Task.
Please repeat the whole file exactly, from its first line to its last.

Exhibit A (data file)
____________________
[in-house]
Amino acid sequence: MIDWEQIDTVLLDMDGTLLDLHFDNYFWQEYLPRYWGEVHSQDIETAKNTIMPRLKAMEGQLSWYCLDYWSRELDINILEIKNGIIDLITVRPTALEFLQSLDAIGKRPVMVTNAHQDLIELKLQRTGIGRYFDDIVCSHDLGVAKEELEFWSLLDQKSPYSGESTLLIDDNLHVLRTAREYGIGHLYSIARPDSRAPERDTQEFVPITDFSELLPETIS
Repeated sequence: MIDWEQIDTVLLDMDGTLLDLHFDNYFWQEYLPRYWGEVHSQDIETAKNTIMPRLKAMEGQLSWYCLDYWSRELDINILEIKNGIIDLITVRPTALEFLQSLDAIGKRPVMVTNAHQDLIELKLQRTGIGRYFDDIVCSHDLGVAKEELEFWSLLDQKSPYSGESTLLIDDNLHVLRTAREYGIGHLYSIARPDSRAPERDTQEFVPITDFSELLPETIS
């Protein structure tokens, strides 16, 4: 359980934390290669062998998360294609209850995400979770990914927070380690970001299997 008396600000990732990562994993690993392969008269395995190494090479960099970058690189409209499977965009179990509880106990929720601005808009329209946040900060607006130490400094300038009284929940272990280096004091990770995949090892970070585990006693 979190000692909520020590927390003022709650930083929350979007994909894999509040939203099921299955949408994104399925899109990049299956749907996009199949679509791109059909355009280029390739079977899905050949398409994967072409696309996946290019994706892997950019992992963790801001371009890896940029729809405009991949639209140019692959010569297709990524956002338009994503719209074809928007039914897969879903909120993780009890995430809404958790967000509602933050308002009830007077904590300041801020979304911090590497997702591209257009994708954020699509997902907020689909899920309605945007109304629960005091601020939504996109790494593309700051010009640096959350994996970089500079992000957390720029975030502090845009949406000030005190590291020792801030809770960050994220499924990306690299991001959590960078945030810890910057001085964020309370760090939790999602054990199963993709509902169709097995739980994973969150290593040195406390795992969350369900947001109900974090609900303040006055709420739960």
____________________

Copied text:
[in-house]
Amino acid sequence: MIDWEQIDTVLLDMDGTLLDLHFDNYFWQEYLPRYWGEVHSQDIETAKNTIMPRLKAMEGQLSWYCLDYWSRELDINILEIKNGIIDLITVRPTALEFLQSLDAIGKRPVMVTNAHQDLIELKLQRTGIGRYFDDIVCSHDLGVAKEELEFWSLLDQKSPYSGESTLLIDDNLHVLRTAREYGIGHLYSIARPDSRAPERDTQEFVPITDFSELLPETIS
Repeated sequence: MIDWEQIDTVLLDMDGTLLDLHFDNYFWQEYLPRYWGEVHSQDIETAKNTIMPRLKAMEGQLSWYCLDYWSRELDINILEIKNGIIDLITVRPTALEFLQSLDAIGKRPVMVTNAHQDLIELKLQRTGIGRYFDDIVCSHDLGVAKEELEFWSLLDQKSPYSGESTLLIDDNLHVLRTAREYGIGHLYSIARPDSRAPERDTQEFVPITDFSELLPETIS
């Protein structure tokens, strides 16, 4: 359980934390290669062998998360294609209850995400979770990914927070380690970001299997 008396600000990732990562994993690993392969008269395995190494090479960099970058690189409209499977965009179990509880106990929720601005808009329209946040900060607006130490400094300038009284929940272990280096004091990770995949090892970070585990006693 979190000692909520020590927390003022709650930083929350979007994909894999509040939203099921299955949408994104399925899109990049299956749907996009199949679509791109059909355009280029390739079977899905050949398409994967072409696309996946290019994706892997950019992992963790801001371009890896940029729809405009991949639209140019692959010569297709990524956002338009994503719209074809928007039914897969879903909120993780009890995430809404958790967000509602933050308002009830007077904590300041801020979304911090590497997702591209257009994708954020699509997902907020689909899920309605945007109304629960005091601020939504996109790494593309700051010009640096959350994996970089500079992000957390720029975030502090845009949406000030005190590291020792801030809770960050994220499924990306690299991001959590960078945030810890910057001085964020309370760090939790999602054990199963993709509902169709097995739980994973969150290593040195406390795992969350369900947001109900974090609900303040006055709420739960």